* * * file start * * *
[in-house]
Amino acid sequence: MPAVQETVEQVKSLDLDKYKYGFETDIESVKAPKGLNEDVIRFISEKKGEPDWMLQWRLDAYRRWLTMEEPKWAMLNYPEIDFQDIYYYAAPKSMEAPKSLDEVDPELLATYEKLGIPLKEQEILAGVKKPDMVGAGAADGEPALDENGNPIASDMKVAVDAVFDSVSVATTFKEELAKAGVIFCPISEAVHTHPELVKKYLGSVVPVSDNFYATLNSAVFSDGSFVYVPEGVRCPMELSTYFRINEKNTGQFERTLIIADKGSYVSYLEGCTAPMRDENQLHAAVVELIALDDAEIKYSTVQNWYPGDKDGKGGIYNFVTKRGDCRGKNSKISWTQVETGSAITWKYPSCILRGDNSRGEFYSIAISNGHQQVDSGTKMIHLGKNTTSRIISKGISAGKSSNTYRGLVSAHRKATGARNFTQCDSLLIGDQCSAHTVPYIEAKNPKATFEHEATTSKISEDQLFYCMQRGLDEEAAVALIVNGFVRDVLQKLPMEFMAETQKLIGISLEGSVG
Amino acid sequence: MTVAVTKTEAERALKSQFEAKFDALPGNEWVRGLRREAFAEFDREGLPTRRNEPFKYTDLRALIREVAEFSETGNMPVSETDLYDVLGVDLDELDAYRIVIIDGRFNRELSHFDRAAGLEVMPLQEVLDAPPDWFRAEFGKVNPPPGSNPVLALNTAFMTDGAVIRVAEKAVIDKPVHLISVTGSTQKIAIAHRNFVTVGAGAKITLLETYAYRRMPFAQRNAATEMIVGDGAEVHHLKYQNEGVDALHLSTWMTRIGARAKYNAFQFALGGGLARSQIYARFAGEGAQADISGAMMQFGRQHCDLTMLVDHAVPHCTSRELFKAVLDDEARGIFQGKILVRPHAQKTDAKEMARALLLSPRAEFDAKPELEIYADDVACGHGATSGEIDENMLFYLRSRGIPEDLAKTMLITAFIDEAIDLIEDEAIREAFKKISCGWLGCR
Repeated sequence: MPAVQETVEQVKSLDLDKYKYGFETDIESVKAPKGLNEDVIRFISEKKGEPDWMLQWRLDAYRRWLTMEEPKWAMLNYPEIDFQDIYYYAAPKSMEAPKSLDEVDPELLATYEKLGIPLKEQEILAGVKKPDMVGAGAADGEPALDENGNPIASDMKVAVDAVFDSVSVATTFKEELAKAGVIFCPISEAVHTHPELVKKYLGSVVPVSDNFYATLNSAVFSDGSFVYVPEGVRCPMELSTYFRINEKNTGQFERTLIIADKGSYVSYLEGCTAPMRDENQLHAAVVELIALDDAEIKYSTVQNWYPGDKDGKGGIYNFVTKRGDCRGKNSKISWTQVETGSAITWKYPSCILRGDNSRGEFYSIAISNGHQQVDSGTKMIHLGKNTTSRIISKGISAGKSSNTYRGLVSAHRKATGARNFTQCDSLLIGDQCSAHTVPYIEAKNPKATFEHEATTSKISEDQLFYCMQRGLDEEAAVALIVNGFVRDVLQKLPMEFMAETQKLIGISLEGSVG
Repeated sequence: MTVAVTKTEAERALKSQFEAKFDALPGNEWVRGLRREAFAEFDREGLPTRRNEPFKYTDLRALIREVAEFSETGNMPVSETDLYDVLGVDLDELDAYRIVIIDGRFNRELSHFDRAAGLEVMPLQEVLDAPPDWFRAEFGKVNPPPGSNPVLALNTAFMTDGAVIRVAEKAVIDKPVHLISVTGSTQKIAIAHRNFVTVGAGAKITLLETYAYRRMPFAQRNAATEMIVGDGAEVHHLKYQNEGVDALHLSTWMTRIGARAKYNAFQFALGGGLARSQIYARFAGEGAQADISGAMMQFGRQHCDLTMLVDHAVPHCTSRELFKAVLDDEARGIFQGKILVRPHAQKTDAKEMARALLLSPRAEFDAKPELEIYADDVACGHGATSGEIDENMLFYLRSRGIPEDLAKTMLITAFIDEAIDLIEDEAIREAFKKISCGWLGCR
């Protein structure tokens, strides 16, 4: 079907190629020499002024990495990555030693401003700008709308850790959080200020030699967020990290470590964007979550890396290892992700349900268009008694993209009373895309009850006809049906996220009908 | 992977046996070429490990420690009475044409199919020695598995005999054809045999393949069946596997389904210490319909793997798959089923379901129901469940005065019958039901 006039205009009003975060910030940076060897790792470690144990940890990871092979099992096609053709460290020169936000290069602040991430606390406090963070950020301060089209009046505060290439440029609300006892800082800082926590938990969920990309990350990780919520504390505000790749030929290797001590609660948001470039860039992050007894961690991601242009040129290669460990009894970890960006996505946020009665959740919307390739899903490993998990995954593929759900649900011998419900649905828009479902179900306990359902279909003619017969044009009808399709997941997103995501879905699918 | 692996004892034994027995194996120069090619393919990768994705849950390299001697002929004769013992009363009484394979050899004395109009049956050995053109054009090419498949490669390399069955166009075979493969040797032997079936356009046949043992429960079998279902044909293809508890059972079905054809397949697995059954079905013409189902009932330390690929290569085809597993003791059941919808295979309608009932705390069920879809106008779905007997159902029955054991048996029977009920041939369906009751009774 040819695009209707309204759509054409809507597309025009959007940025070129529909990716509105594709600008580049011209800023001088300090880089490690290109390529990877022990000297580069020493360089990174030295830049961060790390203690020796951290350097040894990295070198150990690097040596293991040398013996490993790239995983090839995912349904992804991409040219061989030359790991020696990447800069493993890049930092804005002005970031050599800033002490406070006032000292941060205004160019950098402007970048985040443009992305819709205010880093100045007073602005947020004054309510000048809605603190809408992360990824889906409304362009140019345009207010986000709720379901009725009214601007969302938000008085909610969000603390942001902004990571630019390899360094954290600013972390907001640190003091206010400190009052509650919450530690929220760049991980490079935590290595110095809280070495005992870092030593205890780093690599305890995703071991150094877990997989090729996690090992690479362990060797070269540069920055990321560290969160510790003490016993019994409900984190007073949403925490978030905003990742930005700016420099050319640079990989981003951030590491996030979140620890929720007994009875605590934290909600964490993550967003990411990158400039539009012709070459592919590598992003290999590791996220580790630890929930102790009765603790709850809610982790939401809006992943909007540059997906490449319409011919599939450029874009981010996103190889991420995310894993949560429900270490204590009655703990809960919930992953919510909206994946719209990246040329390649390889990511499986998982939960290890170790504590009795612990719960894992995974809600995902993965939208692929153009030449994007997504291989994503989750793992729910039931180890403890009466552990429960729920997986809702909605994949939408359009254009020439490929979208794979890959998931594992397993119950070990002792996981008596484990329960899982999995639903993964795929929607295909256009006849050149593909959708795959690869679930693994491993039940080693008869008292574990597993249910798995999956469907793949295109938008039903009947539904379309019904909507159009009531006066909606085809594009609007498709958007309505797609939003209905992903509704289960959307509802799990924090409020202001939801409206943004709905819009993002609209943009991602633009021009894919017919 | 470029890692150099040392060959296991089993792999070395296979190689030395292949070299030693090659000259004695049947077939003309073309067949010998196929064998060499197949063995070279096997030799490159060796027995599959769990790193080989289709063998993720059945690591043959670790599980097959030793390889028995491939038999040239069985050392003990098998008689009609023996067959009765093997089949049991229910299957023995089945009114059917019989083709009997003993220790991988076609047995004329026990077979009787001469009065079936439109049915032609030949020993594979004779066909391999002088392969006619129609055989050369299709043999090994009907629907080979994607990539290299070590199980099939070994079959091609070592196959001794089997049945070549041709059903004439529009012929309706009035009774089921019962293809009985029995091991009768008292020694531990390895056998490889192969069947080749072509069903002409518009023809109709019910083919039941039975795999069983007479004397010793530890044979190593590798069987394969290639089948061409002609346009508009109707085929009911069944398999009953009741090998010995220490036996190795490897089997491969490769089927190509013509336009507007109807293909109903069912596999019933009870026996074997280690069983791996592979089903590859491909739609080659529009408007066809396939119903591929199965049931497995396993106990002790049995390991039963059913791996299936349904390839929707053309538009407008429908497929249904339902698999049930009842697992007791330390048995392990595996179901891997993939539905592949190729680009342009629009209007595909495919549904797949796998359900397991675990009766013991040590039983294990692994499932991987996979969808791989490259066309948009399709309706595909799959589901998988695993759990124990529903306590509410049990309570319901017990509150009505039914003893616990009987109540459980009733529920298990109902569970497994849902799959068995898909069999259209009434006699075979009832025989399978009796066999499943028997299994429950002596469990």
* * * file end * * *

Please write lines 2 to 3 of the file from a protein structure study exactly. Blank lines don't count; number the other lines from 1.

Amino acid sequence: MPAVQETVEQVKSLDLDKYKYGFETDIESVKAPKGLNEDVIRFISEKKGEPDWMLQWRLDAYRRWLTMEEPKWAMLNYPEIDFQDIYYYAAPKSMEAPKSLDEVDPELLATYEKLGIPLKEQEILAGVKKPDMVGAGAADGEPALDENGNPIASDMKVAVDAVFDSVSVATTFKEELAKAGVIFCPISEAVHTHPELVKKYLGSVVPVSDNFYATLNSAVFSDGSFVYVPEGVRCPMELSTYFRINEKNTGQFERTLIIADKGSYVSYLEGCTAPMRDENQLHAAVVELIALDDAEIKYSTVQNWYPGDKDGKGGIYNFVTKRGDCRGKNSKISWTQVETGSAITWKYPSCILRGDNSRGEFYSIAISNGHQQVDSGTKMIHLGKNTTSRIISKGISAGKSSNTYRGLVSAHRKATGARNFTQCDSLLIGDQCSAHTVPYIEAKNPKATFEHEATTSKISEDQLFYCMQRGLDEEAAVALIVNGFVRDVLQKLPMEFMAETQKLIGISLEGSVG
Amino acid sequence: MTVAVTKTEAERALKSQFEAKFDALPGNEWVRGLRREAFAEFDREGLPTRRNEPFKYTDLRALIREVAEFSETGNMPVSETDLYDVLGVDLDELDAYRIVIIDGRFNRELSHFDRAAGLEVMPLQEVLDAPPDWFRAEFGKVNPPPGSNPVLALNTAFMTDGAVIRVAEKAVIDKPVHLISVTGSTQKIAIAHRNFVTVGAGAKITLLETYAYRRMPFAQRNAATEMIVGDGAEVHHLKYQNEGVDALHLSTWMTRIGARAKYNAFQFALGGGLARSQIYARFAGEGAQADISGAMMQFGRQHCDLTMLVDHAVPHCTSRELFKAVLDDEARGIFQGKILVRPHAQKTDAKEMARALLLSPRAEFDAKPELEIYADDVACGHGATSGEIDENMLFYLRSRGIPEDLAKTMLITAFIDEAIDLIEDEAIREAFKKISCGWLGCR